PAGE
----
It has an average population density of 92 persons per km². The proportion of the population residing in urban areas is 75.5%. People within the 15–64 age group constitute 67% of the total population, the 0–14 age group corresponds 26% of the population, while 65 years and higher of age correspond to 7% of the total population.
Life expectancy stands at 71.1 years for men and 75.3 years for women, with an overall average of 73.2 years for the populace as a whole. Education is compulsory and free from ages 6 to 15. The literacy rate is 96% for men and 80.4% for women, with an overall average of 88.1%. The low figures for women are mainly due to the traditional customs of the Arabs and Kurds who live in the southeastern provinces of the country.
Article 66 of the Turkish Constitution defines a "Turk" as "anyone who is bound to the Turkish state through the bond of citizenship"; therefore, the legal use of the term "Turkish" as a citizen of Turkey is different from the ethnic definition. However, the majority of the Turkish population are of Turkish ethnicity.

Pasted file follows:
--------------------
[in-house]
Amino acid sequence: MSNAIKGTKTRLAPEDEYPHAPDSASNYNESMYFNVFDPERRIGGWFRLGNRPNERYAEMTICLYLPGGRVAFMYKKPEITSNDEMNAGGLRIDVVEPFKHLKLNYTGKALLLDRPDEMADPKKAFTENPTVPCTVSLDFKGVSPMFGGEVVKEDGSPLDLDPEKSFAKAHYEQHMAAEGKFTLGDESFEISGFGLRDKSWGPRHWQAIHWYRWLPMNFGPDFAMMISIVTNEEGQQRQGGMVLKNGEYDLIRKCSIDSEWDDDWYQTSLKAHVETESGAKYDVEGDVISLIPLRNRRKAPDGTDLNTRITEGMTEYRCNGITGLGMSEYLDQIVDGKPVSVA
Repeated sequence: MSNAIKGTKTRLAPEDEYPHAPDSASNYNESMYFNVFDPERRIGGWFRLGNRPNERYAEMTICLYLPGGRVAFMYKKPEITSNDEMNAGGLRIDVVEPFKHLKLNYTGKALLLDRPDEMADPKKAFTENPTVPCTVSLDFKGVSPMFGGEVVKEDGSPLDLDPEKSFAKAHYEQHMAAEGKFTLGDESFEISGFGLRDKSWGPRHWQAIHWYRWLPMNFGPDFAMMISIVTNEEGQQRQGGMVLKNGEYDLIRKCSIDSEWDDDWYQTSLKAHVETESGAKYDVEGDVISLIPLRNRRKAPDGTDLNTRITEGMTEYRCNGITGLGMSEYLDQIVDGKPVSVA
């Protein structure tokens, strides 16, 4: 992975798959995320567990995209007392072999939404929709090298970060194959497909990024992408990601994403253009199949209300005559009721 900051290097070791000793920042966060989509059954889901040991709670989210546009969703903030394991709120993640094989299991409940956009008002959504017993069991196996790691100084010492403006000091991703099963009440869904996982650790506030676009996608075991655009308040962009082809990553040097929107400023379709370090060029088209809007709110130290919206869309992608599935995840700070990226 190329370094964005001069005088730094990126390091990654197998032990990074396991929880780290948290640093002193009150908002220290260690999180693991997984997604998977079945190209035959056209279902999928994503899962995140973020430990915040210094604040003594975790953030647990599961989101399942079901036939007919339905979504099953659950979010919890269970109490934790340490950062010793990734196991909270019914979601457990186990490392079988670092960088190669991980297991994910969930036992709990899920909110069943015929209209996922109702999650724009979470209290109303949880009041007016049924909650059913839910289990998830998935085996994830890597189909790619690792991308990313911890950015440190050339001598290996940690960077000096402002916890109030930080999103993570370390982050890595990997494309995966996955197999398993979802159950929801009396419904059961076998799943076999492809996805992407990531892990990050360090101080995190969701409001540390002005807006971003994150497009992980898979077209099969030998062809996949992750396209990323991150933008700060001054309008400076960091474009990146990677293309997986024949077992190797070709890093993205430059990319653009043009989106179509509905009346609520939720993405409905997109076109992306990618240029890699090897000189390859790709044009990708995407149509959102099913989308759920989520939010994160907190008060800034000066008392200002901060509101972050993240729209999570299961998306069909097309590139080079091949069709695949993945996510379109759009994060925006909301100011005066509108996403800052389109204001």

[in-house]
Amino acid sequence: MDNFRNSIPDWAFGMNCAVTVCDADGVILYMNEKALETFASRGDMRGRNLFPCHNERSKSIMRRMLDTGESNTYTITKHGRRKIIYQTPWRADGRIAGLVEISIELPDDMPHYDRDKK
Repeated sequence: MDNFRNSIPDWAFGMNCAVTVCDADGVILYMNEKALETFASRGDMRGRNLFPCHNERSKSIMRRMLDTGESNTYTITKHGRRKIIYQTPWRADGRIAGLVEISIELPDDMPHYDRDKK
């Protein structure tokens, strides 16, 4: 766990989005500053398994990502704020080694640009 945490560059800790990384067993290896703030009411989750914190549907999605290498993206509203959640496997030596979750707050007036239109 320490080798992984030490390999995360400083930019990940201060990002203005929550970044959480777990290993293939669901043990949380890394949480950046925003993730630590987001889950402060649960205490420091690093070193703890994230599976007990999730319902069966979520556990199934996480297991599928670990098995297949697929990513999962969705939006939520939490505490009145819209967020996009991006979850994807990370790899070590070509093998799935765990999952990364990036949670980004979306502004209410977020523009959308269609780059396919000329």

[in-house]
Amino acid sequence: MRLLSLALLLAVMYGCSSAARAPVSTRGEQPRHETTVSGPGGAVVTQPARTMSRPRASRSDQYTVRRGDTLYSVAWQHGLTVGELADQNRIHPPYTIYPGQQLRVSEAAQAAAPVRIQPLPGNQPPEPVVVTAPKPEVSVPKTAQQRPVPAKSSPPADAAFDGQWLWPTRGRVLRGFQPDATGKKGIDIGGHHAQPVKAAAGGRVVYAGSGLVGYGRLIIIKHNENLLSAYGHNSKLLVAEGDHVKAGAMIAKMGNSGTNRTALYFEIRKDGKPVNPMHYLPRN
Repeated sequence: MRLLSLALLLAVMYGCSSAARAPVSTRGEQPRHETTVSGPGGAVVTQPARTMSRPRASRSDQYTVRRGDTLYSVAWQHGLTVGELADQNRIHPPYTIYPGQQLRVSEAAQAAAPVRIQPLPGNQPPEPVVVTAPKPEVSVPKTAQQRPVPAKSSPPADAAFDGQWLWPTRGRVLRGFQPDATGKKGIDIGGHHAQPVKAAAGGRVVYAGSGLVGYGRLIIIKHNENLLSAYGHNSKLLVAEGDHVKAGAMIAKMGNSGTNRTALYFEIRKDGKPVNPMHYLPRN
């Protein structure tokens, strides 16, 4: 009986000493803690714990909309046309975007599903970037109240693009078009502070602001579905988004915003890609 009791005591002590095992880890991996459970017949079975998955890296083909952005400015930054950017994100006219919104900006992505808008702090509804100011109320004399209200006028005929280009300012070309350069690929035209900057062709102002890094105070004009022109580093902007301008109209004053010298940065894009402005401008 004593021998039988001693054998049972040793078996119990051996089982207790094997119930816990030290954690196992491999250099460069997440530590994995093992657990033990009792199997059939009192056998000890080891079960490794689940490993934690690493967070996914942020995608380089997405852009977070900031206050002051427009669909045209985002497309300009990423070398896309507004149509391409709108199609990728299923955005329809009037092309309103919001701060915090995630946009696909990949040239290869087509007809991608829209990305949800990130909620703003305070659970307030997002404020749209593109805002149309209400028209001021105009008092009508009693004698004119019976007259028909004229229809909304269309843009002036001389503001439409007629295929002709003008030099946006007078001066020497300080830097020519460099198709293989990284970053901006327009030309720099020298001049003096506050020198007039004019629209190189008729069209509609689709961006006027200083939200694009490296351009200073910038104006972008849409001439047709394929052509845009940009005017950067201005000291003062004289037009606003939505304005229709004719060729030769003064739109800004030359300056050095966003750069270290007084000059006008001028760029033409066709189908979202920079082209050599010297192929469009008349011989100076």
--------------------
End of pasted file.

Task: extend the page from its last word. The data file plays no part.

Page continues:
Other major ethnic groups (large portions of whom have been extensively Turkicized since the Seljuk and Ottoman periods) include the Abkhazians, Adjarians, Albanians, Arabs, Assyrians, Bosniaks, Circassians, Hamshenis, Kurds, Laz, Pomaks, Roma, Zazas and the three officially recognized minorities (per the Treaty of Lausanne), i.e. the Armenians, Greeks and Jews. Signed on January 30, 1923, a bilateral accord of population exchange between Greece and Turkey took effect in the 1920s, with close to 1.5 million Greeks moving from Turkey and some 500,000 Turks coming from Greece.
Minorities of West European origin include the Levantines (or Levanter, mostly of French, Genoese and Venetian descent) who have been present in the country (particularly in Istanbul and İzmir) since the medieval period.
The Kurds, a distinct ethnic group concentrated mainly in the southeastern provinces of the country, are the largest non-Turkic ethnicity, estimated at about 18% of the population. Minorities other than the three officially recognized ones do not have any special group privileges, while the term "minority" itself remains a sensitive issue in Turkey. Reliable data on the exact ethnic repartition of the population is not available since the Turkish census figures do not include statistics on ethnicity.
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